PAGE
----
Most of us have experienced a situation where we’ve been going about our daily lives, and suddenly the power went out for no reason. Sometimes, power outages cause only a few seconds to a few minutes of disruption. Yet, in other circumstances, you may be left without power for hours — or in worst cases, even days.
Ever wondered what causes power outages and what you should do if you experience a blackout? Here’s everything you need to know.
The Process of Delivering Electricity
To understand the reasons for power outages, we must first learn more about how electricity is produced and distributed. There are three broad stages in generating electricity and distributing it to consumers. The underlying causes of power outages can derive from issues at any stage:
Power plants generate electricity by converting one form of energy into electrical energy. At BKV, we generate power by combining natural gas with a stream of air, which combusts and expands through a turbine to make electricity.
Because excess energy is expensive and difficult to store, electricity grids run at nearly a 1:1 ratio of demand to production, which means that only as much energy is produced as is being demanded by consumers at any given moment, and power plants are constantly adjusting their outputs to match.
Natural gas is an increasingly popular source of electricity production because it burns cleaner than coal and oil, and production is easy to quickly ramp up or down in alignment with real-time grid demand needs, unlike other sources.
Electricity is passed through step-up transformers before traveling long distances via high-voltage transmission lines — the large towers and pylons you see dotted across the natural landscape.
Electricity is passed through step-down transformers to convert it to a lower voltage so it can enter the distribution network, traveling along lines between utility poles and into customers’ homes.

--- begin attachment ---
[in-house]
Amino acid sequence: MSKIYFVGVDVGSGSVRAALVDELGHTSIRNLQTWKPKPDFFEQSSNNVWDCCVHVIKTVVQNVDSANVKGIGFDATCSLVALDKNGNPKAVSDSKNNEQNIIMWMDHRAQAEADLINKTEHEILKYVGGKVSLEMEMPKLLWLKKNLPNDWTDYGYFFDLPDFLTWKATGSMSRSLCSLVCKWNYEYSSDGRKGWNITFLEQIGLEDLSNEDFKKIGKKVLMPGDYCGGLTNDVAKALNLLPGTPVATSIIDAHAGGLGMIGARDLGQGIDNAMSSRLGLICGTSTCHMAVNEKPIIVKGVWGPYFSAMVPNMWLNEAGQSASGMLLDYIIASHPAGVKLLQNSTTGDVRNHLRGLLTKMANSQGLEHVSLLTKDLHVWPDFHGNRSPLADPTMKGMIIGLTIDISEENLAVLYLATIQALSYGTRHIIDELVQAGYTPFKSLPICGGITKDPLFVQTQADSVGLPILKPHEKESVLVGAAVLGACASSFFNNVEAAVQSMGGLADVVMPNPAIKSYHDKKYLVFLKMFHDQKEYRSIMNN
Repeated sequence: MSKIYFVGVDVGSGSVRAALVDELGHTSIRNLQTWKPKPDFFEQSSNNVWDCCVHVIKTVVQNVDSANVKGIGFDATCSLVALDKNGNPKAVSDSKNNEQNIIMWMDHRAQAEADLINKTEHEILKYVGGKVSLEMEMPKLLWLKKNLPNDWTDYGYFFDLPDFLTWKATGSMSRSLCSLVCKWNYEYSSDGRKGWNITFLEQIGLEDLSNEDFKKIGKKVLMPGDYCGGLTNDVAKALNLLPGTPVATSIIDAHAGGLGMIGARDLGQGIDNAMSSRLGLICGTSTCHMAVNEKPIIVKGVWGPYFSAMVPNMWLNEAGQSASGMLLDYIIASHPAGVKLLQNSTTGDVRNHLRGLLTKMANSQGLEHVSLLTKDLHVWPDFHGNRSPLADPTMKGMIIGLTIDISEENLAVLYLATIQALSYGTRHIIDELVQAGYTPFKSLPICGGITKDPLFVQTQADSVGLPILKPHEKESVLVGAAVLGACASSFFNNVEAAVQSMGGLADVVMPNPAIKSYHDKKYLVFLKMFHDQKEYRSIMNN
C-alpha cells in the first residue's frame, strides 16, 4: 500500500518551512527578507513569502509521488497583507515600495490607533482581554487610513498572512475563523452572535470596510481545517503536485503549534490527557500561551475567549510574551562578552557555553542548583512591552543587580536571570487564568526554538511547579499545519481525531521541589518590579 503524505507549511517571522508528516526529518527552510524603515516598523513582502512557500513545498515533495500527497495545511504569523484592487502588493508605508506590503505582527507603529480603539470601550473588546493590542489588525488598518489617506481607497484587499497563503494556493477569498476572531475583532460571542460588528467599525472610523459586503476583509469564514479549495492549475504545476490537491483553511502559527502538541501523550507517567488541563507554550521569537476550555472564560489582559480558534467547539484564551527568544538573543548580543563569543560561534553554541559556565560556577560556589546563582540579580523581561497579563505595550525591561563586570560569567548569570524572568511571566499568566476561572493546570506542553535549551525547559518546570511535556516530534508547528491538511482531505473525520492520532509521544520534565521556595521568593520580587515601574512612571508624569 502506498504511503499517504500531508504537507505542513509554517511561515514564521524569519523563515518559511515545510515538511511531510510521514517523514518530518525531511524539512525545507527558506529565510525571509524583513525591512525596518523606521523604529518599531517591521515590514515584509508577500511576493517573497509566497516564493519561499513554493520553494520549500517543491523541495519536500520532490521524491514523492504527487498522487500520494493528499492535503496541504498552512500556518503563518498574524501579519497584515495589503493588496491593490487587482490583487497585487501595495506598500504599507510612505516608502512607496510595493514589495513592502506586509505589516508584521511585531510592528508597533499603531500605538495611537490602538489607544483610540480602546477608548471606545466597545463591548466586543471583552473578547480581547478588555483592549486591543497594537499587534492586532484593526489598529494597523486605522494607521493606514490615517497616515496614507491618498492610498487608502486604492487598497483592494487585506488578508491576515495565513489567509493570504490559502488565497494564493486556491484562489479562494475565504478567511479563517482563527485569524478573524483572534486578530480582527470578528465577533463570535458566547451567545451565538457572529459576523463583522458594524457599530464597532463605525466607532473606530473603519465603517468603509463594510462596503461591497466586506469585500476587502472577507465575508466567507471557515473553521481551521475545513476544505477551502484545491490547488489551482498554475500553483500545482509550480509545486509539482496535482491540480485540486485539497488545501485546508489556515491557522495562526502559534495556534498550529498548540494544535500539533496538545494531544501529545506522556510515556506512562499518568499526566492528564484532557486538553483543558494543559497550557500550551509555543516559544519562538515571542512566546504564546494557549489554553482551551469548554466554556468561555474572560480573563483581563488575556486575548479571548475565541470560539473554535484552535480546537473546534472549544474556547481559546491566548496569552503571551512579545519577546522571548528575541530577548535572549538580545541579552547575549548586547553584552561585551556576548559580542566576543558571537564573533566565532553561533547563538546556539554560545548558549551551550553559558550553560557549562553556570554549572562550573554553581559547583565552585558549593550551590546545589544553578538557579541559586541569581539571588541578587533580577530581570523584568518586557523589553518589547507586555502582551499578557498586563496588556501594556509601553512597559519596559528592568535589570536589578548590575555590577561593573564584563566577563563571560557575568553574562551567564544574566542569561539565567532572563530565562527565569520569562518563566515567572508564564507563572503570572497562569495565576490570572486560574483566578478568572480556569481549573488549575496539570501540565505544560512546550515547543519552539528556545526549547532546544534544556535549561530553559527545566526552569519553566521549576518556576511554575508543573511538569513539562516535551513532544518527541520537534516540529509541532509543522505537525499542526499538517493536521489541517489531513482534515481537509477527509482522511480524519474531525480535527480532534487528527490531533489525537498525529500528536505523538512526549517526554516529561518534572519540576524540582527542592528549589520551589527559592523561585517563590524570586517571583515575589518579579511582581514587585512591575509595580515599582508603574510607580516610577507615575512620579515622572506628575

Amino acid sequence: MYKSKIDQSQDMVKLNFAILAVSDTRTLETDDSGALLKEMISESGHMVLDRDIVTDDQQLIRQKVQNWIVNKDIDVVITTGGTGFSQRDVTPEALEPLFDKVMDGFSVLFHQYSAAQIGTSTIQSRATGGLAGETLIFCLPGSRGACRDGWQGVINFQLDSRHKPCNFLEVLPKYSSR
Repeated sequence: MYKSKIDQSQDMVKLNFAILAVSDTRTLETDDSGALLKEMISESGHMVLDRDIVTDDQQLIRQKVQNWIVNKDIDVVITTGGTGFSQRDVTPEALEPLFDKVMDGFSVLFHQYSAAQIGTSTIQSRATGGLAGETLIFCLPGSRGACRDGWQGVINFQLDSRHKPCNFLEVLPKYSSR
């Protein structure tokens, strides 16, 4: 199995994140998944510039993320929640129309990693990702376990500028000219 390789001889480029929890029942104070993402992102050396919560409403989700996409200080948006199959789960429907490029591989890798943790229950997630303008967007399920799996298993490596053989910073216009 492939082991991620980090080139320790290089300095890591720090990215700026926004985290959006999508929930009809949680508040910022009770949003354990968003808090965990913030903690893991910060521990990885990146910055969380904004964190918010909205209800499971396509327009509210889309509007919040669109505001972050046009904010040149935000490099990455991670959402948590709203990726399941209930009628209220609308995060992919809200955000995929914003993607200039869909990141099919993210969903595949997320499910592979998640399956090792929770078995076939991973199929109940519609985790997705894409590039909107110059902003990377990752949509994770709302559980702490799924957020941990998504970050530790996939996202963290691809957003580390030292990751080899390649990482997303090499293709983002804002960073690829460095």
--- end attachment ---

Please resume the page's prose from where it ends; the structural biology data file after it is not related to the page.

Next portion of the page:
Why Do Power Outages Happen?
Let’s take a more in-depth look at what causes power outages, considering a range of human, environmental, and mechanical failures.
Your Home Circuit
Many homes experience “flickers,” where power is lost for an instant. Has this ever happened to you, leaving you wondering, “why did my power go out and come back on?” The most likely causes are internal. So, if you experience flickers regularly, it’s a good idea to have a trained electrician check your home for:
Service panel damage
Broken breaker switches
Heatwaves, thunderstorms, and hurricanes are some of America’s leading power outage causes. For example, during the Texas winter storm of 2021, temperatures plummeted. The electric grid operator lost control of the power supply, leaving millions without electricity.
Earthquakes, wildfires, and mudslides can cause significant damage to distribution towers and substations, resulting in long-lasting blackouts. As global temperatures continue to rise and adverse weather becomes more common, wildfires and flooding will remain common causes of power outages.
When maintenance workers disrupt cables with ladders or other equipment, power outages can occur. However, human error can also involve members of the public. Examples include power line disruption following vehicle collisions with power poles and when balloons from parties become lodged in overhead wires.
Old and aging equipment can push power plants to the uppermost limit of their operating capacity, leading to blackouts when the system becomes overloaded. For this reason, many power suppliers plan power outages during bouts of extreme heat or cold to ensure facilities can cope.
Power suppliers protect electricity supplies by placing barriers around electric towers, cables, and utility poles. However, small creatures like squirrels, birds, snakes, and raccoons may still breach defenses. Squirrels are particularly problematic and are estimated to cause up to 30% of power outages.